We meet senior HR leaders who are spending a lot of time understanding what HR needs to do to be a relevant partner to the business; today and tomorrow. In times when we are experiencing broad technological shifts – like digitalisation – the demand for leaders and other key resources that can capture the possibilities are huge.
The limelight is often turned on HR – not only to find these resources but also help moving the organisation into the next phase. Can HR meet these expectations? HR is often expected to work with People, Organisation and Culture – we will focus on People today.
If you look back, you can see that HR has been through a remarkable development. From being a function with an important but limited responsibility for hiring and contracting people to today’s organisation leading several important businesses supporting processes such as performance management and talent management. The HR profession has developed and is now in many important aspects well defined when it comes to ways of working and best practices. This development has also been supported by a vast number of HR support systems / IT-applications that make it possible to run standardized people processes in organisations – across functions and geographies.
When we talk to our clients we often find that, despite the best intentions, many of the people processes are not perceived to deliver clear business value. The processes such as performance management, talent planning, talent identification and development and succession planning are seen to be very laborious, they do not have a clear link to the business needs, the different processes are not aligned towards the same goals and the output is simply not helpful!
‘HR is facing a mid-life crisis’ as one HR professional phrased it recently.
That would have been unwelcome news in a period of slow or steady development, but it can be disastrous in periods of rapid and profound change. The lack of proactive adaptation of the people processes to new demands means that HR, instead of being an important enabler of change, risks being a blocker or being perceived as lacking relevance to the business creation.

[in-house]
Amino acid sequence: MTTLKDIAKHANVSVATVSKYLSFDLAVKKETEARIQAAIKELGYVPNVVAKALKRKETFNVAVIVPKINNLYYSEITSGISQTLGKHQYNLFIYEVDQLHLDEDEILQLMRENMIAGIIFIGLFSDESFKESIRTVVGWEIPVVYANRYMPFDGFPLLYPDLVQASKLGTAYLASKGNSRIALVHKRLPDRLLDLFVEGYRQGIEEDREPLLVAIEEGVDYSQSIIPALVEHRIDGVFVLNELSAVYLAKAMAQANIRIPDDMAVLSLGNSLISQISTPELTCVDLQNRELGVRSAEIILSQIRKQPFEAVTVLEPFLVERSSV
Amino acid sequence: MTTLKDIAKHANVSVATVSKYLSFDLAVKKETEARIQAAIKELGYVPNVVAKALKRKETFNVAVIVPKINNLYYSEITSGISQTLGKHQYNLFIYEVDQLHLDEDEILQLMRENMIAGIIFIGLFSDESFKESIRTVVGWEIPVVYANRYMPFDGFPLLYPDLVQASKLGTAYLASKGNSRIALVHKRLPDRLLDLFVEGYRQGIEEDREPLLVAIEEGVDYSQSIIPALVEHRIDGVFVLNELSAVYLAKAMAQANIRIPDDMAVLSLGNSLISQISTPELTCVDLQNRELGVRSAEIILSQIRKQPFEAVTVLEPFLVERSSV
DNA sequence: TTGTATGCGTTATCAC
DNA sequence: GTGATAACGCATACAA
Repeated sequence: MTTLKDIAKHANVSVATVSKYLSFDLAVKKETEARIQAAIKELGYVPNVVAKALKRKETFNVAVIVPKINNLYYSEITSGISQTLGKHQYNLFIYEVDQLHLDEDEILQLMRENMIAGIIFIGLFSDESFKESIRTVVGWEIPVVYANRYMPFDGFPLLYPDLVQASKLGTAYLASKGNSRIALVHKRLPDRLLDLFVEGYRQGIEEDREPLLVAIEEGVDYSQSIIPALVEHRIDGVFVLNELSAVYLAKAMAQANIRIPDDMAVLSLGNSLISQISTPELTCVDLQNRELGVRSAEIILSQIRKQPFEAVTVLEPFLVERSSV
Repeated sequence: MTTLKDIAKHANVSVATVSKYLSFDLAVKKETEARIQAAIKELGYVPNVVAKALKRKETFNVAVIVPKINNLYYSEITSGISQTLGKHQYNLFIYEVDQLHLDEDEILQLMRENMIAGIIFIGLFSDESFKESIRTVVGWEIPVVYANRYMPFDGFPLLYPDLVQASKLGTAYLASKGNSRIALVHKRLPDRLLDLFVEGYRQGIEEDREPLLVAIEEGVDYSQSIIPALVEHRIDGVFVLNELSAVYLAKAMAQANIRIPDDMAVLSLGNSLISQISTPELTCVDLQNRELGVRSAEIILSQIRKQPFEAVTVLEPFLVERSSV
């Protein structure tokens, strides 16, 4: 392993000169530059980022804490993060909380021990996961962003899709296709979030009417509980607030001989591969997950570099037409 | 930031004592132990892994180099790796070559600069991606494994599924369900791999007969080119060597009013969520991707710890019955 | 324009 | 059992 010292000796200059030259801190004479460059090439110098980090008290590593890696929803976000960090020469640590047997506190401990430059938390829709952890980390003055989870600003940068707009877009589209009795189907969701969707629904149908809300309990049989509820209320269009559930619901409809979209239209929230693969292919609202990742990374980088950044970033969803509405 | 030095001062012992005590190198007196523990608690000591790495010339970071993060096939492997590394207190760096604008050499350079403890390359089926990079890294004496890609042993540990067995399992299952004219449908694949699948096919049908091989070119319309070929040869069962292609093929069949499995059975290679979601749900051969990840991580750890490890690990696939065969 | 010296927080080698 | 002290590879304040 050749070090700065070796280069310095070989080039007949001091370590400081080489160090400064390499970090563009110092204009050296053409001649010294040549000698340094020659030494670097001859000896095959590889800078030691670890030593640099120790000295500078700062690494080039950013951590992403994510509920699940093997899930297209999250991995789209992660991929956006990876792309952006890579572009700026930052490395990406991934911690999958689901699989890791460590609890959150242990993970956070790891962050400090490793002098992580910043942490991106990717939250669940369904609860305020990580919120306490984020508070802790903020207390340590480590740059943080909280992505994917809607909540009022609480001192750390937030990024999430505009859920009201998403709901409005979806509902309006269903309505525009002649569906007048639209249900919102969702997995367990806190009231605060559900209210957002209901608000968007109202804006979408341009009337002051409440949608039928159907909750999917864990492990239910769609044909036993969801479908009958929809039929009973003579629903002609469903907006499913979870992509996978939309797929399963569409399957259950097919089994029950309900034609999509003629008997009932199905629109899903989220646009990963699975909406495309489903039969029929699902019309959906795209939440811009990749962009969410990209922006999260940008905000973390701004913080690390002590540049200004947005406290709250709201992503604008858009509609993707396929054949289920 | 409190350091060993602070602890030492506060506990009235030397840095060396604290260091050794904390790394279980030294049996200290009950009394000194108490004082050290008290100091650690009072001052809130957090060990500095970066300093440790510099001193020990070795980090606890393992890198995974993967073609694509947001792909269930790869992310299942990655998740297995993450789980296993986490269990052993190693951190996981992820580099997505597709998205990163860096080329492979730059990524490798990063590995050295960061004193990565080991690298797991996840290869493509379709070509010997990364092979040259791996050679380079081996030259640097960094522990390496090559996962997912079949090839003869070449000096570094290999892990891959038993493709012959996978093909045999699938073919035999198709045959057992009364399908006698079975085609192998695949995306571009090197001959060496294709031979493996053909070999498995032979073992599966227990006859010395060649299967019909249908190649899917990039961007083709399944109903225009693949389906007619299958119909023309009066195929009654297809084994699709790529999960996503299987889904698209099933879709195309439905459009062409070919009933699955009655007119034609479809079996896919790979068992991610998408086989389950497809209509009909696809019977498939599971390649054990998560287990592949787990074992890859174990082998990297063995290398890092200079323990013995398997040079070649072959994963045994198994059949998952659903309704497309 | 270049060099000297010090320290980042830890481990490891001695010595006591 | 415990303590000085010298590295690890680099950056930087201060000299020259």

The solution is to start creating a very clear understanding of the business strategy and which demands it puts on leaders and other human resources in the organisation. Despite HR often being a member of senior management teams, we see that this consequence analysis often tends to be highjacked by a systems and process discussion. At this stage this is not a systems driven issue – it’s a business question.
The next step is to decide on how to acquire the needed capabilities to the organisation – to hire from outside or build these capabilities with existing resources. Often the answer is a combination of the two approaches.
Once the analysis is done a limited number of activities and processes to act on the insights can be initiated and implemented. Then we need to understand the needed capabilities of HR and how the organisation should be serviced.
We often find that certain processes can be simplified or removed entirely, providing focus and clarity.
HR needs to take back the “management” of talent management. But it needs to be guided by a clear link to the business. That link needs to be seen by others – the business. This is the way to stay relevant and to become the value creating function is should be.
THE TRUTH BEHIND EMPLOYER BRANDING
DIGITAL TRANSFORMATION – A NEW OCEAN FOR THE PROFESSIONAL SERVICES INDUSTRY
CREATING AN EFFECTIVE CANDIDATE CARE STRATEGY
ORGANIZATIONAL TRANSFORMATION IN A GLOBALIZED ENVIRONMENT
IT’S ALL ABOUT PEOPLE, NOT SYSTEMS AND COMPLIANCE